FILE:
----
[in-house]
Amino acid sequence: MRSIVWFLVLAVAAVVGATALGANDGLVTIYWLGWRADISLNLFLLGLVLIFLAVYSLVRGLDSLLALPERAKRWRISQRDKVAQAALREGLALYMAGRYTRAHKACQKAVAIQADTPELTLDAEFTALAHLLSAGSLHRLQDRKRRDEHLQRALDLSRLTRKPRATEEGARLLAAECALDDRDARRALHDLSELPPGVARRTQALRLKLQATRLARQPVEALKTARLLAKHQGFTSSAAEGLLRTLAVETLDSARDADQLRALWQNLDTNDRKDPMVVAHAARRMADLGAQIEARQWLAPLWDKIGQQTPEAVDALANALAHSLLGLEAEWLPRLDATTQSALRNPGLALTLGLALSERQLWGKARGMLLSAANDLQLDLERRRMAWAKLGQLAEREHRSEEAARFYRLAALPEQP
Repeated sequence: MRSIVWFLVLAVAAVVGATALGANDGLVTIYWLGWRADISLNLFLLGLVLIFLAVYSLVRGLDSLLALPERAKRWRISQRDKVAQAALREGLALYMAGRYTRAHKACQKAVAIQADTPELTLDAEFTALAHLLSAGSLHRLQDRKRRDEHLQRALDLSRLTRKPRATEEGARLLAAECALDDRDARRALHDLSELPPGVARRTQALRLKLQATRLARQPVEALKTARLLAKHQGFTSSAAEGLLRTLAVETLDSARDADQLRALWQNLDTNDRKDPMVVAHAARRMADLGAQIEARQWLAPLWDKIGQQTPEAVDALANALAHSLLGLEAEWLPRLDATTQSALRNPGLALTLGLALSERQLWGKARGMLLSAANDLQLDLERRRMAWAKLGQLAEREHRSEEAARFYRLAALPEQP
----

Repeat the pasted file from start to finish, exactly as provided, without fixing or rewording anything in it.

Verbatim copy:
[in-house]
Amino acid sequence: MRSIVWFLVLAVAAVVGATALGANDGLVTIYWLGWRADISLNLFLLGLVLIFLAVYSLVRGLDSLLALPERAKRWRISQRDKVAQAALREGLALYMAGRYTRAHKACQKAVAIQADTPELTLDAEFTALAHLLSAGSLHRLQDRKRRDEHLQRALDLSRLTRKPRATEEGARLLAAECALDDRDARRALHDLSELPPGVARRTQALRLKLQATRLARQPVEALKTARLLAKHQGFTSSAAEGLLRTLAVETLDSARDADQLRALWQNLDTNDRKDPMVVAHAARRMADLGAQIEARQWLAPLWDKIGQQTPEAVDALANALAHSLLGLEAEWLPRLDATTQSALRNPGLALTLGLALSERQLWGKARGMLLSAANDLQLDLERRRMAWAKLGQLAEREHRSEEAARFYRLAALPEQP
Repeated sequence: MRSIVWFLVLAVAAVVGATALGANDGLVTIYWLGWRADISLNLFLLGLVLIFLAVYSLVRGLDSLLALPERAKRWRISQRDKVAQAALREGLALYMAGRYTRAHKACQKAVAIQADTPELTLDAEFTALAHLLSAGSLHRLQDRKRRDEHLQRALDLSRLTRKPRATEEGARLLAAECALDDRDARRALHDLSELPPGVARRTQALRLKLQATRLARQPVEALKTARLLAKHQGFTSSAAEGLLRTLAVETLDSARDADQLRALWQNLDTNDRKDPMVVAHAARRMADLGAQIEARQWLAPLWDKIGQQTPEAVDALANALAHSLLGLEAEWLPRLDATTQSALRNPGLALTLGLALSERQLWGKARGMLLSAANDLQLDLERRRMAWAKLGQLAEREHRSEEAARFYRLAALPEQP